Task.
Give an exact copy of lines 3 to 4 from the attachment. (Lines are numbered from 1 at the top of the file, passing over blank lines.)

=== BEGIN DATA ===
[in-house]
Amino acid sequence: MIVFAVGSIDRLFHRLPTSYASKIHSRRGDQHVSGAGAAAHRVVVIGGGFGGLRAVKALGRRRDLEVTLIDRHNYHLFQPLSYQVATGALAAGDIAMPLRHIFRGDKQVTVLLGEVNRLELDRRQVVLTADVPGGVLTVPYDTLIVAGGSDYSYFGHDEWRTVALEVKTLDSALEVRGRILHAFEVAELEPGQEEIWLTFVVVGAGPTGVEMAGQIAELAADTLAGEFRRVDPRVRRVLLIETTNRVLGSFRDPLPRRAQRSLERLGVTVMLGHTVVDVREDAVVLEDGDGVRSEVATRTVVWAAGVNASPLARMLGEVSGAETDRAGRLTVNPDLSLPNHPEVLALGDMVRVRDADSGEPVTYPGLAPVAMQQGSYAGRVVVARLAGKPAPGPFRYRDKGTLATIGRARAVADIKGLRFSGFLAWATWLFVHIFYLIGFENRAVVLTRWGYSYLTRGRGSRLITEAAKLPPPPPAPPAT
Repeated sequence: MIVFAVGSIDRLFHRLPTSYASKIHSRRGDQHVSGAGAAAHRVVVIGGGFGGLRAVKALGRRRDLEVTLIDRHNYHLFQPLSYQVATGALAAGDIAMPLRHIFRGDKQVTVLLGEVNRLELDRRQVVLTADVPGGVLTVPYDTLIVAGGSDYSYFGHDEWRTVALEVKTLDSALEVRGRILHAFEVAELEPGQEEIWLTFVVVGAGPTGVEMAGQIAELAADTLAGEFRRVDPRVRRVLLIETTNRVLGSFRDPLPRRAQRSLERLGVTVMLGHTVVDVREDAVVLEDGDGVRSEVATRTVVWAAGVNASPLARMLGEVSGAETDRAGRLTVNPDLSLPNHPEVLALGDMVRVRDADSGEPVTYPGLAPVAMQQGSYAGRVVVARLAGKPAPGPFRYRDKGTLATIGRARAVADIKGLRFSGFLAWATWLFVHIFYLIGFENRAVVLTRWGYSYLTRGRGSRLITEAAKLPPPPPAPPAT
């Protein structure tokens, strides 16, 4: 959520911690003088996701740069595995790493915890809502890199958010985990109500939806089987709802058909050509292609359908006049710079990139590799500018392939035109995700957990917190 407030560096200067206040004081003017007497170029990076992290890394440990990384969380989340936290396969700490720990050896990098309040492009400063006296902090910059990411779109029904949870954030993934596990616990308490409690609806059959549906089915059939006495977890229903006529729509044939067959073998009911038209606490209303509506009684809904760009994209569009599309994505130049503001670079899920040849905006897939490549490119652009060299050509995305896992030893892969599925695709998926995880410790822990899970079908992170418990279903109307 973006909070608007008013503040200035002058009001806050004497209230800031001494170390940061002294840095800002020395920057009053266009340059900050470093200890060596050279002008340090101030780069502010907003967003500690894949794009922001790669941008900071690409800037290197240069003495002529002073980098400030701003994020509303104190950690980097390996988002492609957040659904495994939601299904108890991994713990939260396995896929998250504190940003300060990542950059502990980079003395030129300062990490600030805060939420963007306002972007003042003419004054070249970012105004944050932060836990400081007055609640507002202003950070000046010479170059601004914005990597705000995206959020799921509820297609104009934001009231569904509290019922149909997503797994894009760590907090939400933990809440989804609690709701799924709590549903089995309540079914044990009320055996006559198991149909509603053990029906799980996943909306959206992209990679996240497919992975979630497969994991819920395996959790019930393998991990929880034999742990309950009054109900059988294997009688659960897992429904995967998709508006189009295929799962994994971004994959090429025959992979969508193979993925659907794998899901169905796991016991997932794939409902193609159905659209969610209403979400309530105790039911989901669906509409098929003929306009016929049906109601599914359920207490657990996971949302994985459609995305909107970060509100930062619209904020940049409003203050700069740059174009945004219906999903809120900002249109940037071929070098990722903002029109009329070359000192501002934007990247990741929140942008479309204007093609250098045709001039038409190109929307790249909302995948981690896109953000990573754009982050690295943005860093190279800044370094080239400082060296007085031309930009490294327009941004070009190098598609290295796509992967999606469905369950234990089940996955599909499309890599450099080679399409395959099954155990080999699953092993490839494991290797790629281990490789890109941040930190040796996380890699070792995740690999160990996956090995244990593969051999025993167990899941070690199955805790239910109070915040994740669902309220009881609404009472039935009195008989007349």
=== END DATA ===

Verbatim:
Repeated sequence: MIVFAVGSIDRLFHRLPTSYASKIHSRRGDQHVSGAGAAAHRVVVIGGGFGGLRAVKALGRRRDLEVTLIDRHNYHLFQPLSYQVATGALAAGDIAMPLRHIFRGDKQVTVLLGEVNRLELDRRQVVLTADVPGGVLTVPYDTLIVAGGSDYSYFGHDEWRTVALEVKTLDSALEVRGRILHAFEVAELEPGQEEIWLTFVVVGAGPTGVEMAGQIAELAADTLAGEFRRVDPRVRRVLLIETTNRVLGSFRDPLPRRAQRSLERLGVTVMLGHTVVDVREDAVVLEDGDGVRSEVATRTVVWAAGVNASPLARMLGEVSGAETDRAGRLTVNPDLSLPNHPEVLALGDMVRVRDADSGEPVTYPGLAPVAMQQGSYAGRVVVARLAGKPAPGPFRYRDKGTLATIGRARAVADIKGLRFSGFLAWATWLFVHIFYLIGFENRAVVLTRWGYSYLTRGRGSRLITEAAKLPPPPPAPPAT
């Protein structure tokens, strides 16, 4: 959520911690003088996701740069595995790493915890809502890199958010985990109500939806089987709802058909050509292609359908006049710079990139590799500018392939035109995700957990917190 407030560096200067206040004081003017007497170029990076992290890394440990990384969380989340936290396969700490720990050896990098309040492009400063006296902090910059990411779109029904949870954030993934596990616990308490409690609806059959549906089915059939006495977890229903006529729509044939067959073998009911038209606490209303509506009684809904760009994209569009599309994505130049503001670079899920040849905006897939490549490119652009060299050509995305896992030893892969599925695709998926995880410790822990899970079908992170418990279903109307 973006909070608007008013503040200035002058009001806050004497209230800031001494170390940061002294840095800002020395920057009053266009340059900050470093200890060596050279002008340090101030780069502010907003967003500690894949794009922001790669941008900071690409800037290197240069003495002529002073980098400030701003994020509303104190950690980097390996988002492609957040659904495994939601299904108890991994713990939260396995896929998250504190940003300060990542950059502990980079003395030129300062990490600030805060939420963007306002972007003042003419004054070249970012105004944050932060836990400081007055609640507002202003950070000046010479170059601004914005990597705000995206959020799921509820297609104009934001009231569904509290019922149909997503797994894009760590907090939400933990809440989804609690709701799924709590549903089995309540079914044990009320055996006559198991149909509603053990029906799980996943909306959206992209990679996240497919992975979630497969994991819920395996959790019930393998991990929880034999742990309950009054109900059988294997009688659960897992429904995967998709508006189009295929799962994994971004994959090429025959992979969508193979993925659907794998899901169905796991016991997932794939409902193609159905659209969610209403979400309530105790039911989901669906509409098929003929306009016929049906109601599914359920207490657990996971949302994985459609995305909107970060509100930062619209904020940049409003203050700069740059174009945004219906999903809120900002249109940037071929070098990722903002029109009329070359000192501002934007990247990741929140942008479309204007093609250098045709001039038409190109929307790249909302995948981690896109953000990573754009982050690295943005860093190279800044370094080239400082060296007085031309930009490294327009941004070009190098598609290295796509992967999606469905369950234990089940996955599909499309890599450099080679399409395959099954155990080999699953092993490839494991290797790629281990490789890109941040930190040796996380890699070792995740690999160990996956090995244990593969051999025993167990899941070690199955805790239910109070915040994740669902309220009881609404009472039935009195008989007349």